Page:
“Whenever you have an infusion of one-time funds, it's great to use that money for acquisitions,” she added. 

Converting existing hotels into residential spaces is less costly than building from the ground up. Most deeply affordable housing for households earning less than 30% the area’s median income is funded with tax credits, which developers apply for through a competitive process. But with conversions, the tax credits aren’t necessary because construction costs are much lower, Alderman said. 

While Polis is hoping to avoid falling into the same affordable housing challenges as California, the Golden State might hold lessons for developers in Colorado. 

California is home to a massive share—about 30%—of the country’s homeless population. Recent research from the University of California found that at least 90% of adults who are experiencing homelessness in the state became homeless while living there primarily because of the extreme scarcity of affordable housing.

California has similarly turned to hotel conversions to quickly provide shelter to people experiencing homelessness. Project Homekey is a statewide initiative that aims to help local governments develop housing for people experiencing homelessness, in part by funding hotel conversions. The project has housed thousands of people since its launch in July 2020.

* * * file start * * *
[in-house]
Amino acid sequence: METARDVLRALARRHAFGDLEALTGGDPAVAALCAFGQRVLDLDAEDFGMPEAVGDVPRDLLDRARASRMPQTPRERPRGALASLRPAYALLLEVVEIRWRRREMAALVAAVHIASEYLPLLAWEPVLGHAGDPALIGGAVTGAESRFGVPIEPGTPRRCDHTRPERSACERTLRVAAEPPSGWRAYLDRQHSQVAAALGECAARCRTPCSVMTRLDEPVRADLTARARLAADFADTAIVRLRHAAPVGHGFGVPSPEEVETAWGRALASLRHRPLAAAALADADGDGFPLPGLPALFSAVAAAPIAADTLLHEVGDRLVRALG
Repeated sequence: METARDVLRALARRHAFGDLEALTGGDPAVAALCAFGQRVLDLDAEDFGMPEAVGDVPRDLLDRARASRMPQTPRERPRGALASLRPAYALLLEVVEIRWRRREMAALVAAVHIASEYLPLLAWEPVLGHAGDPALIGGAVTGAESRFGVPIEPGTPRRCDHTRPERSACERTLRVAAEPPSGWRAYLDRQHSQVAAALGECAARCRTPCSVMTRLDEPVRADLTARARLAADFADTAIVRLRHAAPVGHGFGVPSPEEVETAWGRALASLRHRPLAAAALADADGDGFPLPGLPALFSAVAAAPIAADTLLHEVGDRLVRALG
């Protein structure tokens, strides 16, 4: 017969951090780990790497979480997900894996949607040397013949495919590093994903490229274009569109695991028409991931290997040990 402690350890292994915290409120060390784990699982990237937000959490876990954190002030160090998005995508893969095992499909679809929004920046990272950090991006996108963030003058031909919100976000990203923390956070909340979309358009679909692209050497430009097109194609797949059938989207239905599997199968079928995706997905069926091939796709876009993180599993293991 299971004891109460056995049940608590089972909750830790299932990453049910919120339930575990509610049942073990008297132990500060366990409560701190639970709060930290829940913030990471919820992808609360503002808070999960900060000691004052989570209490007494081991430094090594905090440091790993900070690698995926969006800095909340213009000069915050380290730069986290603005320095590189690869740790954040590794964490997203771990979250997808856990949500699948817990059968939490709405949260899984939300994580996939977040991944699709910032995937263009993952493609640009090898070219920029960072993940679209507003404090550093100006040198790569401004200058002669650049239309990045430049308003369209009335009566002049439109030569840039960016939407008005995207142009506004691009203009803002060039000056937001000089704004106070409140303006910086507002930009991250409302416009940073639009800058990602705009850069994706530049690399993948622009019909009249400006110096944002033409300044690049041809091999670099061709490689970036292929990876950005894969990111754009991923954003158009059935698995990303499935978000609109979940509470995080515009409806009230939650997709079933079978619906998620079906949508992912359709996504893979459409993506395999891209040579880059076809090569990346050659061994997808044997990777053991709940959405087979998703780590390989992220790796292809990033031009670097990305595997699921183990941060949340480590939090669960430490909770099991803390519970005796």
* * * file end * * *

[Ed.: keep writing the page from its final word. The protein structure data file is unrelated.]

“The program has been on track to create about 12,000 units in the last couple years, which is quite a bit faster than usual construction of housing dedicated to homelessness,” said Ryan Finnigan, associate researcher for the Terner Center for Housing Innovation at the University of California Berkeley. 

Project Homekey, however, appears to be pivoting away from its focus on converting hotels and motels, Finnigan said. Early in the pandemic, when the future of the hospitality industry was unclear, cities could purchase hotels at lower prices than what’s available in today’s market.

There are also fewer buildings left that are suitable for conversion, as communities purchased the “low hanging fruit” early in the pandemic, he added.